Unlike most people, I have fond memories of reading Beowulf in high school. Maybe that’s why I’m writing for GMR rather than some other site. But the tale of a hero riding in to save the day — and rip the arm off of a monster with his bare hands — was fantastic to my highschool D&D playin’ eyes. I like barbarians, what can I say? So I figured the script book would be just as interesting. The fact that Neil Gaiman is one of the scriptwriters added to my initial interest. I resisted the urge to grab a turkey leg (it’d set the mood, y’know?) and dug right in.
At the very beginning of the book is a map drawn by Roger Avary, showing Northern Europe at the time Beowulf would have been alive (if he had indeed been a real-life hero.) It’s a nice bit of information, as some of these tribes of men are referenced in the scripts. There’s a foreword by Roger Avary that describes the process of getting this film made, including his first “treatment” of the material, back when he was in high school (which was well done; no, seriously.) I’m glad that he mentioned the questions he’d had back when he first read the poem, because I’d had a few of those similar questions myself. Why didn’tBeowulf bring back the head of Grendel’s mother; why the head of Grendel? Beowulf had already killed that monster, why the additional proof with no proof of the mother’s death? The script shows a very interesting — and entertaining — possibility.
The first draft is riveting. It reads, for those of you who have never read a movie script, like a play . . . with more oomph. Not just because of the subject matter, but because the writers took the time to invest their characters with more than just primary motivations. There’s no black-and-white here, but the shades of gray are compelling nonetheless. The good isn’t completely innocent or pure (or even honest), and the evil? There’s enough background and characterization for readers to see that these monsters aren’t mindless killing machines; they have motivations of their own. Maybe not completely peachy-keen with the non-monster crowd, but they can at least be understood. This Beowulf is a self-involved, self-absorbed Big Man On Campus, seemingly uncaring about the men he loses, or the townspeople who get hurt when he’s doing what he does best. And Grendel is a monster, but is also painted as a childlike naif who acts out and needs to be kept by his mother. I’m sure there’s something Freudian in that, but that’s just me. The script itself is lyrically beautiful and drew me in immediately.
Before the second script, there are a few concept art illustrations; Grendel looks very, very Marilyn Manson in them, I’ve gotta say. They didn’t stick to them exactly in the final product, but you’ll get a general idea of what type of monster will be on screen (even more so if you’ve seen any of the bus/subway posters that are around right now.) I always pictured Grendel as a sort of Swamp Thing creature, but that’s because those were some of the comics I read back then. Roger Avery comes back with a “Middleword,” where he fills readers in on more of the film-making process, and how he let his option on directing the film go, not without some reluctance.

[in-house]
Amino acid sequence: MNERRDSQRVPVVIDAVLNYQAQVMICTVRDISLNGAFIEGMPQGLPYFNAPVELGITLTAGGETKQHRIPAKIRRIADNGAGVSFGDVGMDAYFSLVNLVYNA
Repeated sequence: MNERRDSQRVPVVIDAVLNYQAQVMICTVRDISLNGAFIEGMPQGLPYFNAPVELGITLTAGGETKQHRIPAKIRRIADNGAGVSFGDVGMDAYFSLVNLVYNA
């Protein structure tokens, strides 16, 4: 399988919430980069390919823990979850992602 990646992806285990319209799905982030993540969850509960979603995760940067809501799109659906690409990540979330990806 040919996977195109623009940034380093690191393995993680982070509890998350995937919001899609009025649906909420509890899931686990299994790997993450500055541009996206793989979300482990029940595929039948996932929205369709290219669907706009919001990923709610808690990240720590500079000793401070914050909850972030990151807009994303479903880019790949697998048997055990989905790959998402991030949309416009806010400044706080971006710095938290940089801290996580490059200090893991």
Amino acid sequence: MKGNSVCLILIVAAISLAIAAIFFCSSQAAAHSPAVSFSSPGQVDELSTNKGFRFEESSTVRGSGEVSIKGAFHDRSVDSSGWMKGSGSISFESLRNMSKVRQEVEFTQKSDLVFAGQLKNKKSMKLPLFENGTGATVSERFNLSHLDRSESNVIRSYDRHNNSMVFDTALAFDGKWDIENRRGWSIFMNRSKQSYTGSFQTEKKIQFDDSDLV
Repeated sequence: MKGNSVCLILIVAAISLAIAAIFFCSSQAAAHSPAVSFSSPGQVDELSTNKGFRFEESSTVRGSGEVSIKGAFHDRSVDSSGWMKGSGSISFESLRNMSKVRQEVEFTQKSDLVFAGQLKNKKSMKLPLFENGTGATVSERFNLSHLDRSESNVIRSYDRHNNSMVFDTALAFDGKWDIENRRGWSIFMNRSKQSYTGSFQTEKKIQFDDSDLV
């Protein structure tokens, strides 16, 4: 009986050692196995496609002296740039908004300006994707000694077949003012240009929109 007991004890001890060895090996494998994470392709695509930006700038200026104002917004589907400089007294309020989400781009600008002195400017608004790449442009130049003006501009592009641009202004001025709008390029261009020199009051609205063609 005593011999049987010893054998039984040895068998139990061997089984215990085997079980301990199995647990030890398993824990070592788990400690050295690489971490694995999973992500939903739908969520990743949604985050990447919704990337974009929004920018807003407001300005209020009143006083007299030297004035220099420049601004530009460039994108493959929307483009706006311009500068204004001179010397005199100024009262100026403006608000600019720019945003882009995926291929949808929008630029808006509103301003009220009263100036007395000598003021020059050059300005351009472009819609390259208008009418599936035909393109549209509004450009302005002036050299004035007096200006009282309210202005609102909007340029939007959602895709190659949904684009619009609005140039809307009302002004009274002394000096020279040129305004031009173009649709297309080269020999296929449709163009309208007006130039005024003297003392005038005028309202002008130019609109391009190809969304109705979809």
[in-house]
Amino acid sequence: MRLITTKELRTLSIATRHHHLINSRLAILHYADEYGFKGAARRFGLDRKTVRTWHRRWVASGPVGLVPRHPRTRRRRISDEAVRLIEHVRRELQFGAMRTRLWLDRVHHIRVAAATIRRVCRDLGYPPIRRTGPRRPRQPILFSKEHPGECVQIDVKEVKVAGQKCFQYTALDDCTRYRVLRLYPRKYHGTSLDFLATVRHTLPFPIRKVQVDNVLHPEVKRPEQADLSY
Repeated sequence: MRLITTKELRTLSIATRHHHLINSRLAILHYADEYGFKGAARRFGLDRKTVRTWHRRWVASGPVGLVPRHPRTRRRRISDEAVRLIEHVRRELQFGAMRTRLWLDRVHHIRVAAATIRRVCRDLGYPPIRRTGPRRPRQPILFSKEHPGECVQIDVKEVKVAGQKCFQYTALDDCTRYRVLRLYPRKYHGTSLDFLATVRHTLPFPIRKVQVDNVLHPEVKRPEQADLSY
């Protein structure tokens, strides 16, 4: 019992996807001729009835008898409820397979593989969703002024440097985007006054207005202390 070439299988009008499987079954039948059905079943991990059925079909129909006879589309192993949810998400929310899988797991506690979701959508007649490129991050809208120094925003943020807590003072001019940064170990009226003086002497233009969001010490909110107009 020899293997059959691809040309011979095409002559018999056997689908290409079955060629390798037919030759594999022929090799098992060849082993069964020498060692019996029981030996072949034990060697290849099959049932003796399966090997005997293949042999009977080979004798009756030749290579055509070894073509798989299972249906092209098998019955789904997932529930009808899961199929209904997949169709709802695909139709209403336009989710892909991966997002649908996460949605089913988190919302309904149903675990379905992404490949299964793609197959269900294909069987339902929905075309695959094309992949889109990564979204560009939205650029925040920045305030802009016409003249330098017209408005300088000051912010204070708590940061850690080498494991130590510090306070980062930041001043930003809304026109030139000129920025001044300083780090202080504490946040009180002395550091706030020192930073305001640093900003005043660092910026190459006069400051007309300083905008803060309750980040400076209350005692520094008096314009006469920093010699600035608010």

The second draft is closer to the final film than the first, of course, but there are plenty of scenes from the first draft thrown in to the final product. There are also a few changes outside of both scripts, which were probably last-minute rewrites and/or directorial changes. It’s pretty amazing to see where it started, where it finished, and how things finally wrapped, thanks to this book. The more visceral and vulgar parts were excised for a PG-13 rating (c’mon, this movie is available in 3D, so kid-friendly is a definite plus for the producers.) I caught myself saying “oh man, they’ll never let that into the final film!” And I was right. Sigh. Woulda been cool though. Some of the more intricate bits of characterization are also gone, which is a shame. The film itself doesn’t really suffer, but the characters do. Characters that were more realized would have made for a more compelling story. It’s still enjoyable action (3D or no); this tale hasn’t remained alive for over 1500 years for nothin’, you know. Just one or two lines from the script put in here and there would have shown a more empathetic Beowulf, a more intriguing Wealthow, and even more interesting “monsters.” Welcome to the Hollywood machine!
Some of you are probably wondering where Neil Gaiman is in all this. He’s out back, in the Afterword, dropping an anecdote or two. He’s quick to say that this is Roger Avary’s piece, though Neil’s voice peeks through in some places. The two writers blend very well in this effort (Neil is a fantastic collaborator; Good Omens, anyone?), but I gotta say I loved Neil’s “rude songs,” the lyrics of which are tacked on to the end of the book. Perfect for belting out on those drank-too-much-mead evenings. What? Like that’s never happened to you. . . .
This book, in toto, is a fantastic look at the film-making process from a viewpoint most casual lovers of the medium don’t see: the scriptwriter’s. Less than twenty bucks isn’t much to pay for a peek behind the scenes, guided by award winning (and let’s face it, just plain ol’ cool) writers. What was it that the Wizard of Oz said? Pay no attention to what goes on behind the curtain? Screw that. Pay these two every attention. You just may learn something. And if not? You’ll be entertained in any case. And ain’t that what the movies are all about?